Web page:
People searching for the word "baby" were searching for keyword phrases like "baby names," "Baby Names," "Baby Boy Names," and so forth.
Bingo! He had the angle he needed to get traffic to the site. Rather than concentrating on the actual product he was trying to sell, he thought of a way to pull in traffic through a different window. After all, what will his target audience be looking for on the Internet? Ideas for names for their new babies!
John adds, "Keep in mind that this angle is also based on the fact that babies are always on the way, around the world, day after day, which creates an extremely unique market for certain products. Understand the advantages of identifying people's behavior, and you'll never look at keyword research quite the same."
After he has captured the visitors at his site, he can easily slide in the fact that the site is also selling baby products and furniture. He's gotten them to the site, which is step #1; they are his target audience, which is step #2; and with compelling content, he can increase the site's conversion rate to go along with the increase in traffic.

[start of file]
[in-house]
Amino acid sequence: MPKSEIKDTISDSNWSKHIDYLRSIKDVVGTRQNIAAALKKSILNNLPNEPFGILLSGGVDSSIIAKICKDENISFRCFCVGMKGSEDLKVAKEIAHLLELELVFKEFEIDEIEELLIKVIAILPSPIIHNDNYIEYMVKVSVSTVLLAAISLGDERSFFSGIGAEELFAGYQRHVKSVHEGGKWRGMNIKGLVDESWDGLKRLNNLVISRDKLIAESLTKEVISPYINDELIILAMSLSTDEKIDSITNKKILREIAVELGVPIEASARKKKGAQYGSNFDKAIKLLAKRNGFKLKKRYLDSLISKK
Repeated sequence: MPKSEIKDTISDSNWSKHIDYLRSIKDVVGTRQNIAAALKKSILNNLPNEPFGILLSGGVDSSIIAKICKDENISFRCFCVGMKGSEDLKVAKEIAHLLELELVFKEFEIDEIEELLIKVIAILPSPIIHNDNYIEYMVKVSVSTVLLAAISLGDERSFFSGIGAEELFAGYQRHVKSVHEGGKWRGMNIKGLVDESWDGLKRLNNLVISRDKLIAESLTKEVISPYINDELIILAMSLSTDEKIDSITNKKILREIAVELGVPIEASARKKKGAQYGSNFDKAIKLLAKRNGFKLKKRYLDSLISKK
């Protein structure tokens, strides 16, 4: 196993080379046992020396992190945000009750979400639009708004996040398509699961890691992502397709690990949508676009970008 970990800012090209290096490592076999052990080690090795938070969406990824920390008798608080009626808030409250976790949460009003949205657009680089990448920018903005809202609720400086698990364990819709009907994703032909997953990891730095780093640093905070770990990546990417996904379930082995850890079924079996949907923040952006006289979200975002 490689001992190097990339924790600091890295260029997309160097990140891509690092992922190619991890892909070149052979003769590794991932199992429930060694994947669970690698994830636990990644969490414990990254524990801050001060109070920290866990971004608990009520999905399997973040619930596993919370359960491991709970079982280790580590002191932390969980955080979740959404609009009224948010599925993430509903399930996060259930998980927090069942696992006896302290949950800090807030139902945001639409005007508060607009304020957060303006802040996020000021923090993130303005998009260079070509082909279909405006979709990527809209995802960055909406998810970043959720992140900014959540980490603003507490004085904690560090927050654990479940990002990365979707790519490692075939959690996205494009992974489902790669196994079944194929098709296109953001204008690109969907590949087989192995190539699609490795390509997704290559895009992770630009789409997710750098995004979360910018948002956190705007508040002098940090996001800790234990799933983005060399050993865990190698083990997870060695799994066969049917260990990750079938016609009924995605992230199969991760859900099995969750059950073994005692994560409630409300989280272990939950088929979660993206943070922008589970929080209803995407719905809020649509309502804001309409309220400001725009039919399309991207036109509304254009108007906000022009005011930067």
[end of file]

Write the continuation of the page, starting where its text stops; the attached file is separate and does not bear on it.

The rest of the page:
How did John proceed? He created a page that focused on the meanings of baby names.
Keep in mind that the page he created has value and unique content. He didn't just toss together a page, simply for the sake of getting a top ranking. Instead, he worked hard to find links all over the Web to sites that offer the meaning of baby names. His page offers tremendous value to the search engine and users as a one-stop resource for finding links to the meanings of baby names. Then, in strategically placed spots on the page, he subtly added pictures of his client's products with links to related pages.